Text Messaging Turns 20, Will It Survive Another Two Decades?

Paul Lilly

It seems hard to believe, but text messaging is 20 years old today. British software engineer, Neil Papworth, sent the very first text message on this day in 1992. That message read, "Merry Christmas," and it was sent to Richard Jarvis, then a director at Vodafone, which was interested in developing the technology as a superior alternative to paging, though the company and all involved never imagined it would become this popular.

Papworth stated on BBC radio that Vodafone initially thought text messaging would be "used as an executive pager so that secretaries could get hold of their bosses while they were out and about," Phys.org reports . Times have certainly changed, haven't they? Nowadays text messaging is used for all types of communication, from hammering down lunch plans to even breaking up with a significant other (that's bad form, folks).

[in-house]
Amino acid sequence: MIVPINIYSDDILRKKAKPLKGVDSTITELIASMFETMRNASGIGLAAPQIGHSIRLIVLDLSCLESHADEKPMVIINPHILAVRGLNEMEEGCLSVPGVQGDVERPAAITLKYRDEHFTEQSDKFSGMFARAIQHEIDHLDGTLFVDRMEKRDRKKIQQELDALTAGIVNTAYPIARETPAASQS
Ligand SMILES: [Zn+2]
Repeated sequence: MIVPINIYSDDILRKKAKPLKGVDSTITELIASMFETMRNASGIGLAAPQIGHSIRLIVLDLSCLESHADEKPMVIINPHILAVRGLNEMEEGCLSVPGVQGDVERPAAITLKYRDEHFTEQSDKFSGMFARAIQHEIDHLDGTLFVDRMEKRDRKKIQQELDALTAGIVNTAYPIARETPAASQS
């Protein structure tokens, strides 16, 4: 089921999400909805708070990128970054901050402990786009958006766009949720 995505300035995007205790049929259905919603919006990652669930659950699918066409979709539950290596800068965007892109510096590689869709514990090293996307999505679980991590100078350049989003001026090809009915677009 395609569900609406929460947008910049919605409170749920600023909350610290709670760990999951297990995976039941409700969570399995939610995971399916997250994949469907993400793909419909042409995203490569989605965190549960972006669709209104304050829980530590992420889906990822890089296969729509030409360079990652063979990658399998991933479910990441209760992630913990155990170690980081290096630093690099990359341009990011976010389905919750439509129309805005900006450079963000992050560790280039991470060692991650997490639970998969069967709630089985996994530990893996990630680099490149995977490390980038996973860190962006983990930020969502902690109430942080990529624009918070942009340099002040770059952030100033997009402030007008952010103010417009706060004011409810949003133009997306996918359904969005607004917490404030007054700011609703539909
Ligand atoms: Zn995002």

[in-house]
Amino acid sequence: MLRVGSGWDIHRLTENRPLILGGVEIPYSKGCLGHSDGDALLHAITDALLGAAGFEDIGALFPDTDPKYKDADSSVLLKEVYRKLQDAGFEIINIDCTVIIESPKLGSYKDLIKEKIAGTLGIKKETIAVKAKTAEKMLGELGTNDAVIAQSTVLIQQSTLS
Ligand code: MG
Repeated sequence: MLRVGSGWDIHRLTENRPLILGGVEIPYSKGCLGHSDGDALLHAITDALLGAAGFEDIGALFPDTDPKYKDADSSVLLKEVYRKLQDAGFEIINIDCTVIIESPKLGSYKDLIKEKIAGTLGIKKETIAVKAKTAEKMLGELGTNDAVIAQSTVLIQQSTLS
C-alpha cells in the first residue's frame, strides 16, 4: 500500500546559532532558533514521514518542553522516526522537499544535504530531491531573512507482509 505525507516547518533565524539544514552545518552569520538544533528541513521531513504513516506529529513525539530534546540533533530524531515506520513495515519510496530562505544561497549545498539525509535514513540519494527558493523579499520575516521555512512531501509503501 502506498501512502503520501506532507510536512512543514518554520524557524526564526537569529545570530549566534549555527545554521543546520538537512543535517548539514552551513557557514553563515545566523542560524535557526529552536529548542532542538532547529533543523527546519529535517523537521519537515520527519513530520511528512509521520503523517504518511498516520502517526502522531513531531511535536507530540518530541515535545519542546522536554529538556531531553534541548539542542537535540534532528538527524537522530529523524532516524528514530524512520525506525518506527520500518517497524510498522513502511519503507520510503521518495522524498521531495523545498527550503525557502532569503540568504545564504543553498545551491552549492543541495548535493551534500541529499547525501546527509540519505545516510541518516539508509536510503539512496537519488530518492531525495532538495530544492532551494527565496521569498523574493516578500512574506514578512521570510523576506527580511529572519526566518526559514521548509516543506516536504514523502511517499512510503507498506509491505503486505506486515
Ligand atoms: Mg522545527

"It was good for business when it took off because we sold more systems, but it was also quite amazing to see how many people use it and the range of applications people have found for it," Papworth said.

Amazing indeed, but some are wondering if text messaging's best days are now behind it.

"Texting isn't evolving, therefore it's declining," Patrick Moorhead, principal analyst at Moor Insights & Strategy, told ABC News . "There are way too many alternatives like iMessage, BBM, Facebook Chat, and Google Chat that are cross-platform that texting is a backup now for sophisticated users. Texting is more reliable but is declining as a primary tool."

There's also the issue of cost. Carriers are still charging for text messages, whether it's per message or an unlimited allotment as part of a higher tier wireless plan.

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